All About: Knife Jargon
Since we are going to write about the features and usages of cutlery and culinary accessories every week, we thought you might like to know some the of the knife jargon that we are going to use.
Bolster: A bolster is the essential centerpiece that differentiates a forged knife from a stamped knife. It is the mass of steel that connects the knife blade to the handle. It provides weight, stability and balance. These attributes make chopping easier.
Finger guard: A finger guard is the thin curved part of the bolster. It was originally intended to place weight from top to bottom and create better balance and added heft and leverage to the rear of the blade. For example, if you cracked a lobster shell, you would do it with the bolster, not the middle or tip.
Heel: The heel is the back edge of the blade.
Hone: To hone a knife, is to simply re-align the rolled edge. Every time a knife is used, the edge will either roll to the left or right making the knife’s edge seem dull. If the edge has not rolled over completely, in which this case it needs to get sharpened, you can hone it or realign it with a steel. The honing steel will push the rolled edge straight making the knife seem sharp again. The better quality of steel, the easier it is to hone or realign the knife’s edge.
Forged knife: Knives that are constructed from one solid blank of steel are the creme de la creme of knives. They are considered to be the most durable, longest lasting cutlery available. The centuries-old practice of hot drop (heating steel up to soften it and then dropping 2 tons of force), hammer forging a single billet of steel is the original, authentic method of creating what is known as a one-piece, fully forged knife. Each knife blank is individually made, one at a time, by a master forger. The rough blank is then trimmed to shape and heat treated to achieve the best possible molecular structure for a long lasting, sharp edge. The final finishing process is performed by many craftsmen, each an expert in the fit and finishing of a fine German knife. Messermeister takes pride in hand crafting each knife through all 45 steps.
Rockwell: Rockwell is number system designed to assign a hardness value the steel of the knife. The hardness of knife steel is generally between 50, as softer, and 67, as harder. Optimum Rockwell for the steel of a kitchen knife is thought to be between 55 and 60. Between these two points, the steel content is flexible enough to return to a sharp edge when you hone it with a steel but it is able to hold the edge without becoming brittle and micro-chipping. If the Rockwell is too hard, then your knife can chip and crack.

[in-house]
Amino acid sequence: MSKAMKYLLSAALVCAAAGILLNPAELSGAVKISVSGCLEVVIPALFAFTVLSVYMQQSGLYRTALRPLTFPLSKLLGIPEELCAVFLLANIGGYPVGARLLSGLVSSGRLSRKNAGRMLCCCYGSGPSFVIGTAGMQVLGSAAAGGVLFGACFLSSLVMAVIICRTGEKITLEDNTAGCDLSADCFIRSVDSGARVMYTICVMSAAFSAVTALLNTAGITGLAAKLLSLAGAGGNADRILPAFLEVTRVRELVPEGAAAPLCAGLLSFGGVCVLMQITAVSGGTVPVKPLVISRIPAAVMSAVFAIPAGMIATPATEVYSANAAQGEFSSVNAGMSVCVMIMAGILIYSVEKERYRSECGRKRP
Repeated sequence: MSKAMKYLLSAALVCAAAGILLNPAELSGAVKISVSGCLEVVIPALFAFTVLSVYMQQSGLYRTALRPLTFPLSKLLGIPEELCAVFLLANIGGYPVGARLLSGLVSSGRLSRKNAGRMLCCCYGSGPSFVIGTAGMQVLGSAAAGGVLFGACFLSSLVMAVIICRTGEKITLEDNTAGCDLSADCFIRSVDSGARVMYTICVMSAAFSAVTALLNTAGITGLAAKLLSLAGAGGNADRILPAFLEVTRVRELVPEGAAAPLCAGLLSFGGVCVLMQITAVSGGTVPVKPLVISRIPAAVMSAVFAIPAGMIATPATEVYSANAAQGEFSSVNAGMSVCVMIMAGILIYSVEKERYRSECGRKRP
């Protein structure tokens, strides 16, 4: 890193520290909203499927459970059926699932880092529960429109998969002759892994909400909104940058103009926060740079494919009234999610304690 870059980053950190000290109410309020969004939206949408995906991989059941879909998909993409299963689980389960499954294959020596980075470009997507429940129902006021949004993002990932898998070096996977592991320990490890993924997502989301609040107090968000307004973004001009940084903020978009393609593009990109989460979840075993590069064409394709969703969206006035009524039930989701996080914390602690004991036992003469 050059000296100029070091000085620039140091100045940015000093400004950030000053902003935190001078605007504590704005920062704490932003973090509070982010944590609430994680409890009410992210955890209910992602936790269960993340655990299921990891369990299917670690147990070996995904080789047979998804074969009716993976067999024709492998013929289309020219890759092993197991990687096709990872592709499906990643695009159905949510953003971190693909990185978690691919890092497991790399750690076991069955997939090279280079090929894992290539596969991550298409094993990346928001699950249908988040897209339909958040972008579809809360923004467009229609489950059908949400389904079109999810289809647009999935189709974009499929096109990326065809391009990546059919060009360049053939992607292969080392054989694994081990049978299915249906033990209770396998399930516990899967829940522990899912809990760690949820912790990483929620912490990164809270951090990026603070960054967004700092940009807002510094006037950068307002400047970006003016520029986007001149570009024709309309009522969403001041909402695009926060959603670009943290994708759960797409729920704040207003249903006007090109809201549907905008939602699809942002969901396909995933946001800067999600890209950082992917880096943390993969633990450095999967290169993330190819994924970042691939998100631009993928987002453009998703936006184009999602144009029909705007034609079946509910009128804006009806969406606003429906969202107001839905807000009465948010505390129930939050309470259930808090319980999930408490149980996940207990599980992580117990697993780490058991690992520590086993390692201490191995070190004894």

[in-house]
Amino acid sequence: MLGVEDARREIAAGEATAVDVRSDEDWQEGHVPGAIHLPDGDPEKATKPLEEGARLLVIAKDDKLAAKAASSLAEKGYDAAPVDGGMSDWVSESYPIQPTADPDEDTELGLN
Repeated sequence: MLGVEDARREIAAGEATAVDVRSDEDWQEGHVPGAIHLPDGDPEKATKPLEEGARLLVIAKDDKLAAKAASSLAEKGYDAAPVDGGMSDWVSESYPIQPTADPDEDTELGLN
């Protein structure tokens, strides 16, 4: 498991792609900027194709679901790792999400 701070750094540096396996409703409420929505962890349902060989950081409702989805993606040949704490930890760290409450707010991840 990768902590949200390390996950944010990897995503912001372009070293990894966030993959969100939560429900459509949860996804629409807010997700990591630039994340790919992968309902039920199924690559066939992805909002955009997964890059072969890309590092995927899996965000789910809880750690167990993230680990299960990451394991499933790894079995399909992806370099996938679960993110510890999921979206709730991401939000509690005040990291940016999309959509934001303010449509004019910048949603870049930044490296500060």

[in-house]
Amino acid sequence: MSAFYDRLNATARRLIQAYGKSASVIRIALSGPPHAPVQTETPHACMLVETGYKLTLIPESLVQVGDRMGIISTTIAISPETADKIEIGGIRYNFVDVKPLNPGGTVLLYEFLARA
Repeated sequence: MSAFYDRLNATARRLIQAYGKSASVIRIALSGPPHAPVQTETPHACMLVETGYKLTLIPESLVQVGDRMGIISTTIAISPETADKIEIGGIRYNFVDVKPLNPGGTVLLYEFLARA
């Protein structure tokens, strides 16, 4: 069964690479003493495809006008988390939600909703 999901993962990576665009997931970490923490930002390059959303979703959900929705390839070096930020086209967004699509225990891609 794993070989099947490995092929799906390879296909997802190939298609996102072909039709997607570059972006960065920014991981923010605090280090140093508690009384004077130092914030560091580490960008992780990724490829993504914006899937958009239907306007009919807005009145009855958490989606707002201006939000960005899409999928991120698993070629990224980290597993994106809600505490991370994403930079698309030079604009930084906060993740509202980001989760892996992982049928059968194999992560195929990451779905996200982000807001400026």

Spine: This is the top side of the blade.
Stamped knife: Stamped knives are formed by the continuous feeding of long sheets of prefabricated steel through a die cutting machine. It is much like when dough is cut with a cookie cutter. The blades are then tempered, sharpened, and finished by either machine or man. (Messermeister finishes and sharpens the knives by hand.) A handle is then attached to the knife. Stamped knives are lighter and thinner than forged knives. They usually lack the balance and heft of a forged knife and, therefore, requires the chef to apply more pressure when chopping. They are less expensive than forged cutlery.
Tang: The tang is the steel that extends from the back of the blade or back of the bolster through the handle. If it has a full tang, the steel will run through the entire length of the handle, and it is usually attached to the handle by metal rivets. If it has a partial tang, then the steel runs through a fraction of the handle and is enveloped by a solid material handled. Having a full tang or 3/4 tang makes the knife more balanced and also provides weight.
Taper: Taper or distal taper is the angle at which the steel thins out from both the bolster to the tip and the spine to the cutting edge.
The jargon still might be a little “knife-nerdy”, so just leave us a question or comment if you have any. We are happy to help!